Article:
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Category Archives: Construct Development

Article by Petter, Stacie; Straub, Detmar, and; Rai, Arun (2007) in MIS Quarterly, 31:4.

 

In the previous entries, I have posted my notes on two articles pertaining to construct development, i.e. Law, et. al. ( 1998 ) and Henri ( 2008 ). This entry is the third one. For better understanding, I would like to advise readers to read this article first, followed by Law et. al. ( 1998 ) and lastly Henri ( 2008 ).

 

If I was given a chance to teach research methodology for design and social science, I would make it compulsory to all my students to read this article together with the one by Law et. al. Both articles described the fundamental knowledge and the essential basics in developing or conceptualizing a construct.

 

The first most important point of discussion in this paper is about distinguishing two types of construct, i.e. formative and reflective. I have summarized the different characteristics between them in the following table for easy understanding.

Formative vs Reflective

Formative vs Reflective

 

 

 

 

 

The next point is about the effect of misspecification of formative construct on type I and type II errors. It is worth to note here that misspecification of measurement model would lead to measurement error, which in turn affect badly the structural model. Thus, it would increase the potential for both type I and type II errors, which no doubt would make the research findings equivocal.

 

The authors used simulation technique (as extension of earlier simulation done by Jarvis et. al. & MacKenzie et. al.), where the result had revealed the combination of characteristics of formative constructs that would possibly cause the type I and type II errors. Those combinations of characteristics are as follow.

 

Combination of characteristics that may cause type I error:

  1. Formative construct is endogenous
  2. Structural path emanates from formative construct
  3. Sample size is high (i.e., 500)
  4. Moderate to high correlation among formative measures/items (i.e., 0.4 or higher inter-item correlations)
  5. Can occur regardless of whether the model is specified correctly (i.e. formative) or incorrectly (i.e., reflective).

 

Combination of characteristics that may cause type II error:

  1. Formative construct is endogenous
  2. Structural path leads to formative construct
  3. Sample size is low (i.e., 250)
  4. Moderate to high correlation among formative measures (i.e., 0.4 or higher inter-item correlations)

- OR -

  1. Formative construct is endogenous
  2. Structural path leads to formative construct
  3. Sample size is high (i.e., 500)
  4. High correlation among formative measures (i.e., 0.7 or higher inter-item correlations)

 

Another important contribution of this paper is the recommendation on steps (decision rules) to be taken in identifying formative constructs. The authors had put the steps in a well organized table, so that readers can understand it easily. Here is the table:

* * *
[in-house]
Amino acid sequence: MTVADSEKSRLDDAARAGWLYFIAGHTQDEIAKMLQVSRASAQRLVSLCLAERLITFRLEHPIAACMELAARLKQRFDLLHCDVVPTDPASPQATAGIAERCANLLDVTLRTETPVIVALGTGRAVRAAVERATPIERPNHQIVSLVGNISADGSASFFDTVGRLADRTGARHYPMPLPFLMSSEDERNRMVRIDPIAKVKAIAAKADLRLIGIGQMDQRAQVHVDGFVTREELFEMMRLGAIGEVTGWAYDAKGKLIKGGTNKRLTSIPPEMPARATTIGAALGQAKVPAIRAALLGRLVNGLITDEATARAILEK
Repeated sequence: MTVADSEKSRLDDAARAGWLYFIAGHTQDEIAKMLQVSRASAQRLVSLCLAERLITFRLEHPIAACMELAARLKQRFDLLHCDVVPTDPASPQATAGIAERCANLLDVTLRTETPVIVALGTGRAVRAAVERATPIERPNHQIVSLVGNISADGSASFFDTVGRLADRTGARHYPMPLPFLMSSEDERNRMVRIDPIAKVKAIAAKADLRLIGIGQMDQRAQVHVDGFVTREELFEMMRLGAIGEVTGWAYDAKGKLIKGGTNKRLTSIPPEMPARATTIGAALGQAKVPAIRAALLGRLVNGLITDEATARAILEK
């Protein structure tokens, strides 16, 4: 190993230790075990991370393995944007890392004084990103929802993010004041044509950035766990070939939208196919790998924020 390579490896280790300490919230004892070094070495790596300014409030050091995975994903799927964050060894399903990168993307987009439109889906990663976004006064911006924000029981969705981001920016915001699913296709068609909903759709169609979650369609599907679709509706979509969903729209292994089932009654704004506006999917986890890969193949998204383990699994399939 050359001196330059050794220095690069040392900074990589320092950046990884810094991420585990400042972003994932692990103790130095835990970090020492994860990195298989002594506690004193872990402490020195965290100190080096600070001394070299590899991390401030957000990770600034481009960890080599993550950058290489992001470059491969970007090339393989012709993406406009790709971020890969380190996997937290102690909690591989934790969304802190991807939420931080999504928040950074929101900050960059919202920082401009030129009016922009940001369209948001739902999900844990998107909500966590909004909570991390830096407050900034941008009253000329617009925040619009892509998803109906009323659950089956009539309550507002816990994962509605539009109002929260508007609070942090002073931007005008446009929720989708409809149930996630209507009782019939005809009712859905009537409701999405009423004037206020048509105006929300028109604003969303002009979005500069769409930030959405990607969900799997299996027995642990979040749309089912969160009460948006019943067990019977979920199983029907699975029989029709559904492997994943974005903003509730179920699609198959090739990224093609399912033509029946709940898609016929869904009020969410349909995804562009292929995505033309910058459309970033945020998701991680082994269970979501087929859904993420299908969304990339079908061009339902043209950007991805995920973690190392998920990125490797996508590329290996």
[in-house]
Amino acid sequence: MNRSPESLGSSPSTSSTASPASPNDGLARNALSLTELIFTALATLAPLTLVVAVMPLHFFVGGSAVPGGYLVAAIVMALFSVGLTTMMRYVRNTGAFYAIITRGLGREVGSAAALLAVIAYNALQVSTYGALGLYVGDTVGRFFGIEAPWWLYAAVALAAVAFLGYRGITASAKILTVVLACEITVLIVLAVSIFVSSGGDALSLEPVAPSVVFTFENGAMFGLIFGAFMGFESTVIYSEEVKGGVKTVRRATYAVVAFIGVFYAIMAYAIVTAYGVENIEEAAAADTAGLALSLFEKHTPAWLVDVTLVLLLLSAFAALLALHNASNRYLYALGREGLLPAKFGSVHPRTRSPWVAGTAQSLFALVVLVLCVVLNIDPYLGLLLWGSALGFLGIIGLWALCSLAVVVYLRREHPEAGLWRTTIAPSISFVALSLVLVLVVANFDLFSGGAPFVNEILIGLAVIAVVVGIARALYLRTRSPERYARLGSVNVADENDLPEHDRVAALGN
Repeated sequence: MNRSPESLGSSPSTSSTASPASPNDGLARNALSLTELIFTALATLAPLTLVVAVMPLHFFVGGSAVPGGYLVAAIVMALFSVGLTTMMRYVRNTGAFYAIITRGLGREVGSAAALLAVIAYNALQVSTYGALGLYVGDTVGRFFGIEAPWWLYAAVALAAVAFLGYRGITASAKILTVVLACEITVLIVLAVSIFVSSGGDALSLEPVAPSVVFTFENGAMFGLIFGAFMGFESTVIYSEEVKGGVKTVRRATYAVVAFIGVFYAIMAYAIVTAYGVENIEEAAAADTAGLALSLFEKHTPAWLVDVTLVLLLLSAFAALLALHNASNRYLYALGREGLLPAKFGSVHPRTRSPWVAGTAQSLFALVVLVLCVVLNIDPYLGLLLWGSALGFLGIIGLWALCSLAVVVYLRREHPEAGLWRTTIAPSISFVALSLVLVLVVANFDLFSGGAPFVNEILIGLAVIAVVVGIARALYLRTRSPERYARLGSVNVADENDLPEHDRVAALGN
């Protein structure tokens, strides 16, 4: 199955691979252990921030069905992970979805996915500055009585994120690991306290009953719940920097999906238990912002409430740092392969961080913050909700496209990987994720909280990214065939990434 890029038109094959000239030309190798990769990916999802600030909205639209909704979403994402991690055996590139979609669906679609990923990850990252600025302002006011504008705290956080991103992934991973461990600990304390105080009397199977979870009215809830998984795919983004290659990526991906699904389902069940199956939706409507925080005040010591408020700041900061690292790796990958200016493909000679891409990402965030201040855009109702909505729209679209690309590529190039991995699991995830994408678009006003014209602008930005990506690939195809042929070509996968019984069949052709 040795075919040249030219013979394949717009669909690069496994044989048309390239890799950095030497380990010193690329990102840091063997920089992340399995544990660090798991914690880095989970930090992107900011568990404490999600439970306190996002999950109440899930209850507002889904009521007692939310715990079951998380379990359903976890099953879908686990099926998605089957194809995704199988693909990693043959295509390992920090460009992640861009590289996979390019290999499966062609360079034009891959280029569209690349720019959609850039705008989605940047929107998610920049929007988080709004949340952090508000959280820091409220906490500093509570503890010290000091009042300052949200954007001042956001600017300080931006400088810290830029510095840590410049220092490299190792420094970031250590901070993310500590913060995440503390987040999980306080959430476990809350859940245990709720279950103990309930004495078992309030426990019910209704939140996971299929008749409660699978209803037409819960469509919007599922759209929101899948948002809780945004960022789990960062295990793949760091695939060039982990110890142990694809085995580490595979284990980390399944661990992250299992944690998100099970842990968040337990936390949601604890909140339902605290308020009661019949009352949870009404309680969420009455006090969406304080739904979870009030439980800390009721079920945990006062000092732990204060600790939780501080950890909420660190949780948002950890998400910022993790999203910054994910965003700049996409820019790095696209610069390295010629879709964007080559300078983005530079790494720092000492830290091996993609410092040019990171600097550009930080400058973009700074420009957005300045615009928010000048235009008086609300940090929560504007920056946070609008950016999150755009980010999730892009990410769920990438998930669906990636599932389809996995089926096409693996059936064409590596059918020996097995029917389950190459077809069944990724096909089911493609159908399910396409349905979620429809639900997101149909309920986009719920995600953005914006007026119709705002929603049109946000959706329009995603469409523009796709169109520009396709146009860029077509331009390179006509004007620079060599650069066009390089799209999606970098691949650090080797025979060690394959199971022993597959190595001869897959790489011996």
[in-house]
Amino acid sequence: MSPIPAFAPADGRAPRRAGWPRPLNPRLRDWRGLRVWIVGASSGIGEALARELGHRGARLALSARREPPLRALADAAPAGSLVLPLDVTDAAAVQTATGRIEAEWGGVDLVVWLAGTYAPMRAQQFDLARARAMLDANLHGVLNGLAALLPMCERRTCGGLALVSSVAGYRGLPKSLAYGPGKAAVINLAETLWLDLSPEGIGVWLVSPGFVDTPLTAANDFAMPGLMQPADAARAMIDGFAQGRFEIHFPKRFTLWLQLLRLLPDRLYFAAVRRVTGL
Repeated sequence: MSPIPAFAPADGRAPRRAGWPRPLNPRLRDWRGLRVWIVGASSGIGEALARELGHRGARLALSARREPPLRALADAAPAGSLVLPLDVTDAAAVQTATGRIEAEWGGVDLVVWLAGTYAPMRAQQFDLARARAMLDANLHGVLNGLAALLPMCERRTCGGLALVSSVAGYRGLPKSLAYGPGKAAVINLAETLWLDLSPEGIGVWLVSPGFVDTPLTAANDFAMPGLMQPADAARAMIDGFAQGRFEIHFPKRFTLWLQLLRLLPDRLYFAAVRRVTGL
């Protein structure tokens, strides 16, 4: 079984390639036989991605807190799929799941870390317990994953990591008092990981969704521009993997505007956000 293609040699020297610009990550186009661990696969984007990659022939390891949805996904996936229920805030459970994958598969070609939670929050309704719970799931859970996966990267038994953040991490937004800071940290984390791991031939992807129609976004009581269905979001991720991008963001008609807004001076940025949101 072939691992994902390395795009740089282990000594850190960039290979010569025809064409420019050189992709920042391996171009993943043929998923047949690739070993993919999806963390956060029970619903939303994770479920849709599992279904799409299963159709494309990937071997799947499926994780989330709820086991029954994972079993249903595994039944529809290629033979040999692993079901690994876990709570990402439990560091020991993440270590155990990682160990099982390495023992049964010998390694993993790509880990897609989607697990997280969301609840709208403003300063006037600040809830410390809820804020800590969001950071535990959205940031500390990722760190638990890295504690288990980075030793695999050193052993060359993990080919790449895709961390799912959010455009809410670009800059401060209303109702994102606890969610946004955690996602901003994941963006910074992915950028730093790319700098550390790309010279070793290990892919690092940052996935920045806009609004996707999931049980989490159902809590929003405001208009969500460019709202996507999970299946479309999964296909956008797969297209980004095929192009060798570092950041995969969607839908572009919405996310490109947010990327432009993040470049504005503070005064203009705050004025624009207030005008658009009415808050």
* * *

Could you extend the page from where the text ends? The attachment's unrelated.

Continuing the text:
Identify Formative Construct

Identify Formative Construct

Article by Law, Kenneth S., Wong, Chi-Sum, and Mobley, William H. ( 1998 ) in Academy of Management Review, 23:4.

 

This paper classified multidimensional constructs into 3 different types, i.e. latent model, profile model and aggregate model. The basis used for the classifications were: (i) the relations between construct and its dimensions, (ii) the interpretation of the nature of the construct, and (iii) the definition of true variances of the construct.

 

Researchers need to consider the appropriate type of the construct as different type carries different interpretation of nature, different definition of true variance, and different theoretical meanings. The authors argued that proper conceptualization of constructs with regards to this classification is very important for three main reasons:

  1. Definition of the Research Question – “without correct specifications of the relations between multidimensional constructs and their dimensions (the main basis of argument of this paper), one would set up research hypotheses at the construct level, conduct analyses at the dimensional level but make conclusions at the construct level”.
  2. Theoretical Parsimony – “only when the interrelations between a multidimensional construct and its dimensions are specified can we derive overall and parsimonious conclusions about the role of the multidimensional construct in its nomological network”.
  3. Relations with Other Constructs – Different specifications of the relations between the multidimensional construct and its dimensions were proven resulting differences in parameter estimates. Therefore, the specifications must be done properly as incorrect specifications during the construct conceptualization will definitely lead to wrong conclusions.

 

I prepare my note in diagram form for easy understanding, and I put it here for everybody to understand well about the three models of multidimensional construct:

Multidimensional Construct

Multidimensional Construct

 

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